In the other two fields in India, Oilex has a 40% control. These are currently used for small-scale oil production, but this is being reviewed. The fields were discovered and developed initially by ONGC. Hydrocarbons were found in Miocene sandstones at Bhandut and Eocene siltstones at Sabarmati. The fields were acquired by the GSPC and Niko Joint Venture in 1995 and Oilex subsequently acquired Niko’s interest in 2006. During the year [2012] the fields produced a combined average of approximately 14 barrels of oil per day.
Offshore Australia, Oilex has an asset near the small island of Timor Leste where it holds a 10% minority interest. This is in the JPDA (Joint Petroleum Development Area) 06-103 block. This location is currently underexplored although 3D seismic has been completed. As noted by the company this is a highly prospective area, but is also high risk thus the small interest is a good tactical decision to reduce any downside. Closer to Western Australia Oilex owns a small 8.4% interest in the WA-388-P permit which was awarded in 2006. Once again, this looks a high risk potentially high reward area so the small interest will suit the risk.

Oilex completed the interpretation of the reprocessed 2D and the Rose 3D seismic data as Operator in 2010. A portfolio of prospects and play types was developed with seven leads identified ranging in potential size from 0.3 to 2.8 trillion cubic feet (“TCF”) of prospective gas resource (recoverable best estimate, 100% basis). The La Rocca-1 exploration well was spudded on 30 April 2011. The well was operated by Apache. The well was drilled to a total depth of 4,864 metres. There were no indications of gas in log data and the well was plugged and abandoned. The Operator is currently reviewing options for the future work programme for the permit. Oilex secured funding for its share of the La Rocca-1 exploration well costs under the terms of a modified farm-out agreement with Apache. Under the farm out agreement Apache obtained a 40% interest in the WA-388-P permit by paying 100% of the first exploration well. Oilex retained an 8.4% interest in the permit and Apache replaced Oilex as the permit operator.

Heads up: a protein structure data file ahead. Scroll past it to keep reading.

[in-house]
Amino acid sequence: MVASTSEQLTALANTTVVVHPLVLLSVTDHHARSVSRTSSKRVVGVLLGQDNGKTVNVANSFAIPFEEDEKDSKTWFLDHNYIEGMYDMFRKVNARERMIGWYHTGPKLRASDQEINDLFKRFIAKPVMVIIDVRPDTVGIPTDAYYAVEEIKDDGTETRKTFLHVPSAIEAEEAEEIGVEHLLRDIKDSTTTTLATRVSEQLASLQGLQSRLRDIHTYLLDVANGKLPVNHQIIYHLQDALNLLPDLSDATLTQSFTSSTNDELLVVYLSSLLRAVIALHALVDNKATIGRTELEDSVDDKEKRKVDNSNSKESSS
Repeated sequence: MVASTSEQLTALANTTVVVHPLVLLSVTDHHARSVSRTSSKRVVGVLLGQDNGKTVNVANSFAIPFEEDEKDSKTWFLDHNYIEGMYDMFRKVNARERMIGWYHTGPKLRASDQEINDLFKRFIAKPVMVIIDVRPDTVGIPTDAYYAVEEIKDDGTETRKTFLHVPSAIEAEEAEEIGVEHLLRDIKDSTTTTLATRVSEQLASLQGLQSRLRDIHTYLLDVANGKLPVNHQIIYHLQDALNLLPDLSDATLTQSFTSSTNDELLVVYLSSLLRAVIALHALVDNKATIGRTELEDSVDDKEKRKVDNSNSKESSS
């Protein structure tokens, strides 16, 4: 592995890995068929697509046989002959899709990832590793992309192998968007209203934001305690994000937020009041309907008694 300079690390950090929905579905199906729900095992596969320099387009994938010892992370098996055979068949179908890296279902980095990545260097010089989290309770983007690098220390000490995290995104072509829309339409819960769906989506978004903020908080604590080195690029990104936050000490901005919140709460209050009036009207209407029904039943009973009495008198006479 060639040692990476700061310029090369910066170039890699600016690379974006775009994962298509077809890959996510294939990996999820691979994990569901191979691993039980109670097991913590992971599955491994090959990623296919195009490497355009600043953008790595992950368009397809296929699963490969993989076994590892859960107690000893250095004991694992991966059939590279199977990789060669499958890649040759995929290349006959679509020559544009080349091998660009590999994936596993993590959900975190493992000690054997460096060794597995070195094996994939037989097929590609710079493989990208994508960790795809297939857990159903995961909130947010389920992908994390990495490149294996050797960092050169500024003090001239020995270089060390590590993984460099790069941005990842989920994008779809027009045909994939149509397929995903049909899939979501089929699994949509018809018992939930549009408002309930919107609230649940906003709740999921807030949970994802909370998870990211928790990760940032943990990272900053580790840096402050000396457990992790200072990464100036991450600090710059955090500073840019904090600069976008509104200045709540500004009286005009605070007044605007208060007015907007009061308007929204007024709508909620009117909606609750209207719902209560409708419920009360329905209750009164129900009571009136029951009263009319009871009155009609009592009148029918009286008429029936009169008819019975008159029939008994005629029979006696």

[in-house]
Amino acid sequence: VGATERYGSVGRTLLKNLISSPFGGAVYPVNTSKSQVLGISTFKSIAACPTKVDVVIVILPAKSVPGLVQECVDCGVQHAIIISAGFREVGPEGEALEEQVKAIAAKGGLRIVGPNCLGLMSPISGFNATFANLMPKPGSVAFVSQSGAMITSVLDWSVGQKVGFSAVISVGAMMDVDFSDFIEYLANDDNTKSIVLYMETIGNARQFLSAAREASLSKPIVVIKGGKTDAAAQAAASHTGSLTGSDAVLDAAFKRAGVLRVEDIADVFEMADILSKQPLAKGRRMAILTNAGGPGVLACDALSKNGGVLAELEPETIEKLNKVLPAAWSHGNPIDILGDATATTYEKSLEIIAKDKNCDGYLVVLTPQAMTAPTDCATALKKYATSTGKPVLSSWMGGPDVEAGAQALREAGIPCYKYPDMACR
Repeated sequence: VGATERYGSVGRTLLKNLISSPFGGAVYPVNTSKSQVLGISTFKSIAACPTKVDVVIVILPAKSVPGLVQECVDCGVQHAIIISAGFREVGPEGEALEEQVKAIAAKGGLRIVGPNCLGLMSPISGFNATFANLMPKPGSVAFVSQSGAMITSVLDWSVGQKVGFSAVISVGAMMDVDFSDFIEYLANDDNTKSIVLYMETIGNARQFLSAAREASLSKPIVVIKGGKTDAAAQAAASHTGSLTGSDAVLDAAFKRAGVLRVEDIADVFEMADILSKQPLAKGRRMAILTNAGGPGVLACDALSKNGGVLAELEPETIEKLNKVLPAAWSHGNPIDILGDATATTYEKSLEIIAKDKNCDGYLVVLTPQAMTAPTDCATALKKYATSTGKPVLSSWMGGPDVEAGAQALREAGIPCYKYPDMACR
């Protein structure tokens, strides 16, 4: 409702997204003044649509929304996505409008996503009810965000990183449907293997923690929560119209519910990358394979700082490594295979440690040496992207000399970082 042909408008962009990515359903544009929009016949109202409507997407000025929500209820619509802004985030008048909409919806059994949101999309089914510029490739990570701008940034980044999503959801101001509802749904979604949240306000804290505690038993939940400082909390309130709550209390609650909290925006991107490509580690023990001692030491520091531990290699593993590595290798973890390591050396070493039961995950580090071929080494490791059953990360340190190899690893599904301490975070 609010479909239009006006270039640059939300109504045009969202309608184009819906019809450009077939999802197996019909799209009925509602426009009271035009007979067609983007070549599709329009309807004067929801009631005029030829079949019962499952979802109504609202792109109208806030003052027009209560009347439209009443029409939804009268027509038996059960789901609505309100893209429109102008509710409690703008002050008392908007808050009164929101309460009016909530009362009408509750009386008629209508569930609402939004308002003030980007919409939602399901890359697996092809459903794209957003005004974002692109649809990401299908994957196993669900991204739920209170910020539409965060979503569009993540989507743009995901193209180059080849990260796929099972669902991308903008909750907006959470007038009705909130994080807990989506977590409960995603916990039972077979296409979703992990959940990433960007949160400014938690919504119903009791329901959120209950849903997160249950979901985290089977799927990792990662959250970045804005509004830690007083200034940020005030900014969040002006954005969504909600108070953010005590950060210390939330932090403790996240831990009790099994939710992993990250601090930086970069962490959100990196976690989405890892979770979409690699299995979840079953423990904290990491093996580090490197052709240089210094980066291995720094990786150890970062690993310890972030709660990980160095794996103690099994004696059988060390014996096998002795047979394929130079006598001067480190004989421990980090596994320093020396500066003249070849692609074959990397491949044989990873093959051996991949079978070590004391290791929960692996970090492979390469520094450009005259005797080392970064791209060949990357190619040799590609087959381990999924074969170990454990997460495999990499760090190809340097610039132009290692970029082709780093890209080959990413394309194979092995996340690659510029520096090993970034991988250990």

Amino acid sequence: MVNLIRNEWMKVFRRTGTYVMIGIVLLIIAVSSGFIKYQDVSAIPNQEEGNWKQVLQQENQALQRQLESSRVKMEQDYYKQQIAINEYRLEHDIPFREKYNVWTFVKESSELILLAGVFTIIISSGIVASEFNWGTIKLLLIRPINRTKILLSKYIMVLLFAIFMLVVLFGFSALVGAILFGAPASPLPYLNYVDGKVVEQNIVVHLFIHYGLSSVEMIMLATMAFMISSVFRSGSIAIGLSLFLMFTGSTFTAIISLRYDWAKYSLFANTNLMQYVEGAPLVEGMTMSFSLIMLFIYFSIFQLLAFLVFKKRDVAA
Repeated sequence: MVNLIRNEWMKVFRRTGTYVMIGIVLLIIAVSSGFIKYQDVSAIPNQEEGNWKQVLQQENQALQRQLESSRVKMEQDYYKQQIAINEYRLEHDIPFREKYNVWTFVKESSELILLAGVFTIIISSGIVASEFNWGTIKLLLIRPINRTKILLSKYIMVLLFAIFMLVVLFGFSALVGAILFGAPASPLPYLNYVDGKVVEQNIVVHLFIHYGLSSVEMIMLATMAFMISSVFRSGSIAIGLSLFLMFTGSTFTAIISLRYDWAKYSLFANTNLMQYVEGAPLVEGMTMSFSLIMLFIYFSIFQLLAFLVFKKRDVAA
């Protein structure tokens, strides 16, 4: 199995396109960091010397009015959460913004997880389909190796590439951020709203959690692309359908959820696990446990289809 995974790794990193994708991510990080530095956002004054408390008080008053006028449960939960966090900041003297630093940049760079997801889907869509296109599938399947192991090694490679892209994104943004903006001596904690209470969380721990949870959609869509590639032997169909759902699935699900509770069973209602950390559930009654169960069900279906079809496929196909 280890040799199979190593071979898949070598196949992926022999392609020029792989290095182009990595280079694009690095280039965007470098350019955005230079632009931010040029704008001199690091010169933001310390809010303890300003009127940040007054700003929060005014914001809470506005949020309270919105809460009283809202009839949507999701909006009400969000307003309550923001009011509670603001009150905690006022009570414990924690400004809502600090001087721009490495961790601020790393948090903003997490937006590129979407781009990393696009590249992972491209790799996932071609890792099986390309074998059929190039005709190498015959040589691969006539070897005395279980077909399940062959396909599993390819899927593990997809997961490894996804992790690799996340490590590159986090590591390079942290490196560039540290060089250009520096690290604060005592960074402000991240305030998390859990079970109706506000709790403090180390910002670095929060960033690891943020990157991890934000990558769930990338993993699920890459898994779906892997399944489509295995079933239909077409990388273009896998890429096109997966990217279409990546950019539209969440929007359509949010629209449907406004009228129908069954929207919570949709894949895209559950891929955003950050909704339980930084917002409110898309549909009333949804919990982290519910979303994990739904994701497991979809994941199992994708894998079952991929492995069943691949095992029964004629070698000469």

Oilex's final asset lies in Indonesia in the West Kampar PSC located in Central Sumatra. Oilex here has a 45% interest with a further 22.5% secured. Oilex is partnered here with PT Sumatera Persada Energi (SPE). Following a dispute over farm out conditions in 2009, Oilex is pursuing a $4.6m payment from SPE. Positively, in mid-June 2010 a result was found in favour of Oilex. Oilex maintains that it is further entitled to have assigned an additional 22.5% to its 45% holding through the exercise of its rights under a Power of Attorney granted by SPE following the failure of SPE to repay the funds due referred to above. The assignment documentation has been provided to BPMigas (the Indonesian regulator) but these have not yet been approved or rejected. If the debt due to Oilex is satisfied, Oilex will not pursue this assignment. Despite a resolution still not finalised, the completion of this should reassure shareholders and is effectively a win-win situation. If SPE fail to pay, Oilex can obtain the extra percentage interest and farm this out if necessary to retrieve cash. Alternatively, if SPE do pay, then the money can be used to fund the forward working program. A resolution here may act as a good trend changer.

As mentioned earlier, the Cambay-76 horizontal well (C-76H) is the main reason why Oilex has suffered through 2012. The C-76H well spudded back in June 2011. The primary objective was for the well to test the Eocene 'tight' reservoirs at Cambay. Total depth was set to near 3000m and an estimated time to total depth was given at 35 days. Following the drilling, an 8-stage fracture stimulation program (to shatter rocks and release gases) will be conducted and then a long-term production test will be completed.